Questions about the Alice Walker case

by Barbara Harvey – 18 August 2013, Mondoweiss

Barbara Harvey wrote the following summary of the University of Michigan controversy to the Jewish Voice for Peace-Detroit Coordinating Committee and allowed us to publish it. –Ed.

In a nutshell, the globally worshipped Pulitzer Prize-winning author Alice Walker was invited — and then “disinvited” to be the featured speaker at the U of M Center for the Education of Women celebration of its 50th anniversary, reportedly because donors to the event do not like her views on the Israeli Occupation. The current news is that Prof. Gloria Thomas, the Center director, has privately assured recently retired literature professor Alan Wald that she is now “working on re-extending” “an” invitation. Apparently, there was effective media coverage by Ali Abunimah in Electronic Intifada and Phil Weiss at Mondoweiss, and effective behind-the-scenes activity by the powerful writer and UCLA professor, Robin Kelly, as well as by widely loved recently retired U of M professor and author, Alan Wald. Alan describes Prof. Gloria Thomas [director of the women’s education center] as a lovely person with integrity. This is not about her, personally, but about the process.

The incident is not resolved yet. The Center director denies that donor pressure influenced her decision and claims that the agent “misunderstood” what happened. And is the “re-extended” invitation an invitation to speak at the Center’s anniversary event? The Provost’s statement —link – suggests that it is not an invitation to the Center’s anniversary celebration.

This incident may reveal whether financial donors to the U of M are allowed to veto speakers at official University events or otherwise influence students’ exposure to various perspectives — a question that goes to the academic integrity of the institution. The Provost denies that the University interferes with free speech on campus, and it does seem to be the case that Alice Walker will be invited to speak on campus at some future time, giving students a chance to hear her views, albeit apparently not the audience that will be attending the Center’s anniversary. We don’t know with certainty whether one or more donors actually sought to influence the content of an official University event by threatening to revoke a financial gift unless the invited speaker (Walker) was “disinvited,” and we don’t know whether the donor(s) actually succeeded in wielding the power of the purse by forcing cancellation of the chosen speaker — one of the most esteemed writers in the world — based on her support for a view widely shared outside the U.S. and Israel about the Israeli/Palestinian conflict, though it certainly looks like it from the evidence that has already come to light.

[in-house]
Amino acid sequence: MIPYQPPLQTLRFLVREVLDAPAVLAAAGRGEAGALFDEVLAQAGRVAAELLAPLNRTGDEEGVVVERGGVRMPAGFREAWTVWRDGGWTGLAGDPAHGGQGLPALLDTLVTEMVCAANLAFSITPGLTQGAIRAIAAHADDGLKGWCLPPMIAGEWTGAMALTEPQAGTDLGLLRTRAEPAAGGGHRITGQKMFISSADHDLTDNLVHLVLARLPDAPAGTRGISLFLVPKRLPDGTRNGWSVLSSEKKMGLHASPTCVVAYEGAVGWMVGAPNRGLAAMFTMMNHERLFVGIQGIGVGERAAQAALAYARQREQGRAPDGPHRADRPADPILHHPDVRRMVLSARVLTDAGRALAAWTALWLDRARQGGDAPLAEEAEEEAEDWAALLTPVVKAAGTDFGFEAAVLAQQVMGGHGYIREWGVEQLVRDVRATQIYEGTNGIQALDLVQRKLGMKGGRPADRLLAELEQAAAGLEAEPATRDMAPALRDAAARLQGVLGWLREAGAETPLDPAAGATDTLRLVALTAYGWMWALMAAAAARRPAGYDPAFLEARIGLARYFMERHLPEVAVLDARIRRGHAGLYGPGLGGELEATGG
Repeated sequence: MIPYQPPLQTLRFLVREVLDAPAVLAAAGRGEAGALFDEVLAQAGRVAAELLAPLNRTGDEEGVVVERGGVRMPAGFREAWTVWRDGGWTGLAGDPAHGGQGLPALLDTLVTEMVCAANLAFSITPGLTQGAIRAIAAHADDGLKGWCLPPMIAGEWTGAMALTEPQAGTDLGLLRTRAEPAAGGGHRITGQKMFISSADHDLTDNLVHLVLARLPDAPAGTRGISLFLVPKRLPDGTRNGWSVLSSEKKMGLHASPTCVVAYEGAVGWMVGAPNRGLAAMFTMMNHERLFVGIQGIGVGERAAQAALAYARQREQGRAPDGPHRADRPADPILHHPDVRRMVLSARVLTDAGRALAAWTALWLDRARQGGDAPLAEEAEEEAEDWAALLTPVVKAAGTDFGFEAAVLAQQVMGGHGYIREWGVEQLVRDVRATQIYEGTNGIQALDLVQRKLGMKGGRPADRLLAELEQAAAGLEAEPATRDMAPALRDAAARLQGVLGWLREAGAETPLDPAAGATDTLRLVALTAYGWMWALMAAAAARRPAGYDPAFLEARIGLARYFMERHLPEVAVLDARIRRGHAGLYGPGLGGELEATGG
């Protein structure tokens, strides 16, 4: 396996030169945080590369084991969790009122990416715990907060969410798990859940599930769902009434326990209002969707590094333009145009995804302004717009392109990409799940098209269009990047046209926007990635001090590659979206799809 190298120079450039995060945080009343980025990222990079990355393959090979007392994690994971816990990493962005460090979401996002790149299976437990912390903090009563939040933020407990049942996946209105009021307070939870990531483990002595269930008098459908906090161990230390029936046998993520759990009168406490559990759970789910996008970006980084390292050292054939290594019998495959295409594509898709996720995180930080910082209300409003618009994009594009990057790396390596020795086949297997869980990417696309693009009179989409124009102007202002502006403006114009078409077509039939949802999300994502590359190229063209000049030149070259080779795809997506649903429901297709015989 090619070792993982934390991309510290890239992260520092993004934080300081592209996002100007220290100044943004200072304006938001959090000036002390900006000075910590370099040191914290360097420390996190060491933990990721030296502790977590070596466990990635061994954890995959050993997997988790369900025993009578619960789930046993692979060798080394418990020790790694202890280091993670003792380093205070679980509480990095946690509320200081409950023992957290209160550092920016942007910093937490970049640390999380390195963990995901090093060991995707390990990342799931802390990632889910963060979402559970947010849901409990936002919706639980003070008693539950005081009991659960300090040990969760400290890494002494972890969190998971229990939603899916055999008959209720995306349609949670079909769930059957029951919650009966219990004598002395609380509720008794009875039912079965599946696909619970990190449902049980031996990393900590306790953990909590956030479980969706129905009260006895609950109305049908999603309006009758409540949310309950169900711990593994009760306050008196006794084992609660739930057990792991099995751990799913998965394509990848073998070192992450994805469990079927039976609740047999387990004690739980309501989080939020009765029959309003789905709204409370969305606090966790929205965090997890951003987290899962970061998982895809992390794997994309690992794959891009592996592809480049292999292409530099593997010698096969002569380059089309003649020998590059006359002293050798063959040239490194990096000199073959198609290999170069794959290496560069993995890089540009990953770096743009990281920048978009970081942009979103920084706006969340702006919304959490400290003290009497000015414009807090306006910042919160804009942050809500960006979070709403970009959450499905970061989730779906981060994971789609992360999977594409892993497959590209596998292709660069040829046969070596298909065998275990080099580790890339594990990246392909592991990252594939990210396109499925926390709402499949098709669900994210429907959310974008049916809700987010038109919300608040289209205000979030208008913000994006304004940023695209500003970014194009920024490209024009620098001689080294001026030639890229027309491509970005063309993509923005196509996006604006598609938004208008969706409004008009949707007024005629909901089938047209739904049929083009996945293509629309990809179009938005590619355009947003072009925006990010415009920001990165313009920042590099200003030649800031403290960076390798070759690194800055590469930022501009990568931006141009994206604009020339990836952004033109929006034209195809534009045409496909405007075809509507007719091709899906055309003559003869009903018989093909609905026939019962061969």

The sort of behind-the-scenes financial pressure that we fear may have been at work here has been responsible for decades of self-censorship in the U.S. media on this issue, with the result that Americans are the only people in the world who lack balanced and undistorted mainstream media coverage of one of the most important human rights and justice issues of the modern era. We can’t tolerate the same dynamic on U.S. campuses; it would be a serious assault upon campus free speech and academic freedom. And if this was an attempt at blacklisting, we must speak out strongly against such a modern-day resurrection of McCarthyism.

How often will it happen that such actions see the light of day? The answer is: Not often. Of this much, we are sure.

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